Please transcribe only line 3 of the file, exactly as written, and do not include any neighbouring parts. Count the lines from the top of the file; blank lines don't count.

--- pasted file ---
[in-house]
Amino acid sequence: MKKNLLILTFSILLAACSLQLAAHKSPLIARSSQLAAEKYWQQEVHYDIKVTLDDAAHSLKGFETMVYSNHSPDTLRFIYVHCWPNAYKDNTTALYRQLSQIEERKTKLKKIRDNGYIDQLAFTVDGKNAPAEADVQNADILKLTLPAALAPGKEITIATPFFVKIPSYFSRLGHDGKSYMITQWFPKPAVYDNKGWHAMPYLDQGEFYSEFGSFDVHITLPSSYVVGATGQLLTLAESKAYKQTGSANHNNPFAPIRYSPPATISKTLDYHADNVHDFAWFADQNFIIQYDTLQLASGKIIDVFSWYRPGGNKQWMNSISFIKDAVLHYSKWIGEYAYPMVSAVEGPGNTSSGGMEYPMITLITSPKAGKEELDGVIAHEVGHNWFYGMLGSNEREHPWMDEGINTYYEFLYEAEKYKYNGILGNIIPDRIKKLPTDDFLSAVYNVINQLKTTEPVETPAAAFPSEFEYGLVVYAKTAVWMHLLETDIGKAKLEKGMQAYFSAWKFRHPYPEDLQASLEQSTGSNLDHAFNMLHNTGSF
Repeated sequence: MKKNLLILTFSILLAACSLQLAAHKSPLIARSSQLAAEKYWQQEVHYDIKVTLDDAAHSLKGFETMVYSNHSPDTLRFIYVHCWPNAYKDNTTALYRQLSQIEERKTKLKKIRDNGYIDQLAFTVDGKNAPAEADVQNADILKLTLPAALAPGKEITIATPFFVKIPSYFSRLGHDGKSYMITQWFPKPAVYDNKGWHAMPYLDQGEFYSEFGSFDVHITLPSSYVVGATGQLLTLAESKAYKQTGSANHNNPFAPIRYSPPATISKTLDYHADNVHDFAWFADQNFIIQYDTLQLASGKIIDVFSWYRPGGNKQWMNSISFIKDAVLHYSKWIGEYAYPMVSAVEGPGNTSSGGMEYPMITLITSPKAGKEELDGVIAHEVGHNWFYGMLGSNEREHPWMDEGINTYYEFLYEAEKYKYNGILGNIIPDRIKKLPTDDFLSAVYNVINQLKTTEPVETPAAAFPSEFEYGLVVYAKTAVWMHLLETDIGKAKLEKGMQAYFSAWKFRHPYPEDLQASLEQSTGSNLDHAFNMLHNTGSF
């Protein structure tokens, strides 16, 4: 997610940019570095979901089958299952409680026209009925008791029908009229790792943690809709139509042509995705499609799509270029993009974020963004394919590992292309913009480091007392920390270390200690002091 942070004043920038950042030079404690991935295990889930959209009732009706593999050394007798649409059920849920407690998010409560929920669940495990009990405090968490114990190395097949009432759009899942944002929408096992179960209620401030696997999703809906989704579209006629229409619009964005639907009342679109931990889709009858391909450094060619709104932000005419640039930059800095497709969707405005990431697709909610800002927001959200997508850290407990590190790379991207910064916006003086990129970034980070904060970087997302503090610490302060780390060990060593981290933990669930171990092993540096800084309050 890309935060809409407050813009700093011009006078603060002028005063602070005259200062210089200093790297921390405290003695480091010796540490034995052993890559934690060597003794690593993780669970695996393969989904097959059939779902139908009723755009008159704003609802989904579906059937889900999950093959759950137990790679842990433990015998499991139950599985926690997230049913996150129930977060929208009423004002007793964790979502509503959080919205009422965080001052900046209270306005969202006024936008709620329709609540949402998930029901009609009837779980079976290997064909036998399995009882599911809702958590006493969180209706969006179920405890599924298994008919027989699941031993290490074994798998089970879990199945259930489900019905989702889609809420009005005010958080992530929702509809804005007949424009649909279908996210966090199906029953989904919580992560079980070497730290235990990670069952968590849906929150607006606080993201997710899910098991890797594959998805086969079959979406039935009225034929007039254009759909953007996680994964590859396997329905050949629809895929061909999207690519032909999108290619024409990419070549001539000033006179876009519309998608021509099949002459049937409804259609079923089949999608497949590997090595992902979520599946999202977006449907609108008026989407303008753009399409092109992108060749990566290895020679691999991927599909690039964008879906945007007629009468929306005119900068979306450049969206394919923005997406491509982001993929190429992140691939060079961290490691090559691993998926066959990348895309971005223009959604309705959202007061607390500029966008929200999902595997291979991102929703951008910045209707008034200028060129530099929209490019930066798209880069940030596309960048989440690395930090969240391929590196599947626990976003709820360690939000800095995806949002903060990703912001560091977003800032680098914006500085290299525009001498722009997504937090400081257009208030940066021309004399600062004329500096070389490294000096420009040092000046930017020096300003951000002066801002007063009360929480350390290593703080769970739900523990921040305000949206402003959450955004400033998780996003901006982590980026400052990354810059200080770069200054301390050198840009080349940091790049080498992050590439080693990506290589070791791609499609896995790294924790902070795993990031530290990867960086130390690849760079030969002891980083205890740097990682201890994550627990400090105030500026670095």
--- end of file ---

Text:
Repeated sequence: MKKNLLILTFSILLAACSLQLAAHKSPLIARSSQLAAEKYWQQEVHYDIKVTLDDAAHSLKGFETMVYSNHSPDTLRFIYVHCWPNAYKDNTTALYRQLSQIEERKTKLKKIRDNGYIDQLAFTVDGKNAPAEADVQNADILKLTLPAALAPGKEITIATPFFVKIPSYFSRLGHDGKSYMITQWFPKPAVYDNKGWHAMPYLDQGEFYSEFGSFDVHITLPSSYVVGATGQLLTLAESKAYKQTGSANHNNPFAPIRYSPPATISKTLDYHADNVHDFAWFADQNFIIQYDTLQLASGKIIDVFSWYRPGGNKQWMNSISFIKDAVLHYSKWIGEYAYPMVSAVEGPGNTSSGGMEYPMITLITSPKAGKEELDGVIAHEVGHNWFYGMLGSNEREHPWMDEGINTYYEFLYEAEKYKYNGILGNIIPDRIKKLPTDDFLSAVYNVINQLKTTEPVETPAAAFPSEFEYGLVVYAKTAVWMHLLETDIGKAKLEKGMQAYFSAWKFRHPYPEDLQASLEQSTGSNLDHAFNMLHNTGSF